Photo : Prof. Bridget Brereton

Professor Bridget Brereton must have an ulterior motive or hidden agenda in extolling the virtues of   blacks suffering under slavery compared to the contracted legal misery of indentureship of Chinese, Portuguese and Indian laborers in her letter in the Trinidad Express of August, 4th 2011 titled "Both bad; but not the same". 

This constant intellectualizing of black suffering can only be an attempt in legitimizing black demands for exclusive rights for first entitlement for government handouts. But with the PNM in power for some 50 uninterrupted years she must also explain why PNM handouts to its black supporters has not made a difference in redressing black depravation and inequality. She must also explain why Trinidad and Tobago must be based on an inequality of one group over another and if the reverse would find acclaim, acceptance, righteousness and validity within her warped mind. She must explain if Trinidadian society must be based exclusively on entitlement to taxpayers funded handouts in perpetuity or a society based on honest hard work and equal sacrifices. She must justify all this in denial to such equality to its native population who predate all our ancestors in the country.

Photo : Vassan Ramracha

Harping on who suffered the most be it Africans, Indians, Chinese, Portuguese, local whites, Syrians and the original Caribs and Arawaks descendants can only be a recipe for continuous conflicts and national disaster. Such an advocacy which claims superiority in suffering   as a priority for first entitlement also denies other groups legitimacy and an equal place in our society.

For some 175 years blacks have had entitlement priority in receiving Trinidad government jobs, services and education after abolition and emancipation in 1838 while Indians and others were neglected on the sugar plantations living under the same slave like conditions from which their black countrymen were liberated. Are the Indians and others not also entitled to their honeymoon of privileges of half the time (85 years) just perchance they allegedly suffered half as much as their   black countrymen?

Certainly, under successive PNM governments, Indians were discriminated more than any other racial groups because of their perceived backwardness   and clinging to strange religions (Hinduism and Islam) which did not celebrate beef and pork as a daily diet intake. When Professor Brereton uses on ethnocentric narrative (slavery) to compare and justify subjugation and privilege over another ethnocentric group (indentureship) it leads to an bias analysis and engenders conflict and hatred. Understanding indentureship suffering must only be examined and understood from the point of view of its own narrative experiences.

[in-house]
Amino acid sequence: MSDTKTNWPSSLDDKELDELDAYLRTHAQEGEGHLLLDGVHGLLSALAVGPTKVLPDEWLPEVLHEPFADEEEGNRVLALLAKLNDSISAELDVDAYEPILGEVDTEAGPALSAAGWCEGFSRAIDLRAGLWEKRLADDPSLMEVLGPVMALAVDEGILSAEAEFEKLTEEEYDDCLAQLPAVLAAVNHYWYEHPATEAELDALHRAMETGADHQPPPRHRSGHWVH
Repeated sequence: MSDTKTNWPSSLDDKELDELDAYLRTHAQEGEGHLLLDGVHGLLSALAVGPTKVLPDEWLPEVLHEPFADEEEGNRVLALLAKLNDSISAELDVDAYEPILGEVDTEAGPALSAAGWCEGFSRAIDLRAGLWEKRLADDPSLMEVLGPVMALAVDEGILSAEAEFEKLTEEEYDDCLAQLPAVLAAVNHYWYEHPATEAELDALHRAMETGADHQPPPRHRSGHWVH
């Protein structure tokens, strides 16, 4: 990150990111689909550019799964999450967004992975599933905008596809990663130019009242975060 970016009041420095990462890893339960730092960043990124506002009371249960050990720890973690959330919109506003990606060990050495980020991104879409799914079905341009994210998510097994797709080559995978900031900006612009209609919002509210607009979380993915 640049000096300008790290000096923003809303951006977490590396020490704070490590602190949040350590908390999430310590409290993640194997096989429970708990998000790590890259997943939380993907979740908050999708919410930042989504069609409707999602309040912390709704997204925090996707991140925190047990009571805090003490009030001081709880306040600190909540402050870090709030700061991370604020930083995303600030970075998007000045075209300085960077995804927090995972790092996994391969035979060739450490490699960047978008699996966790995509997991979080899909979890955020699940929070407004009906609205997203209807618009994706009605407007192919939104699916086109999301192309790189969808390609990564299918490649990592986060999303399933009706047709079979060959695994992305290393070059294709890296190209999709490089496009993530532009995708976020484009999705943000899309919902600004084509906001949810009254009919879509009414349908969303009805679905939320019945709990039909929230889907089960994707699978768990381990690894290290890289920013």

Someone else's pain does not lessen another person agony no matter how much it is buttered and rotated on a slow fire of enhance its flavor. Professor Brereton would find it incredibly difficult to debunk the magnificence of Nelson Mandela's South Africa which legalized equality for all colors of South Africans despite the degradation of apartheid. Yet Professor Brereton would nevertheless still scuttle natural justice in denying equal rights to a white woman who was denied   the right to vote in the USA simply because a black woman in slavery was also denied such voting rights and suffered more.

When comparing slavery with virtual extinction of the native Caribs and Arawaks the Jewish holocaust and Indian indentureship with the experiences of other groups such as the local Trinidadian whites and Syrians, can we justify that these last two groups suffered the least and therefore have no equal space in our society and ipso facto deserve nothing, indeed minimal benefits in Trinidad! The truth is Indians suffered just as bad in an era of human emancipation and to magnify by intellectualizing black experiences by minimizing the suffering and hard work of others is academically dishonest and unfair.

These distortions after some 175 years of emancipation and black priority to government   handouts and the best jobs during colonial and PNM rule in Trinidad have resulted in an overall higher per capita income of blacks than any other groups including Indians. Professor Brereton's attempt to legitimize discrimination in our society based on first, second and third entitlement base on their color and intellectual claims of suffering must not be allowed to stand and must be openly rejected.

When entitlement ends hard work and ability must be the fair measuring rod. No group can claim that they were denied of these faculties by God. God does not make mistake; neither does he favor one group over the other. And Professor Brereton is not God's chosen daughter to correct any of his perceived mistakes. When Professor Brereton can fly like Lord Hanuman with a mountain in her hand only then she would have earned credibility and legitimacy to be the arbiter of Trinidad and Tobago's destiny. Her attempts to demolish my God given rights to freedom and equality cannot be acceptable or permitted even in appeasement to her friends.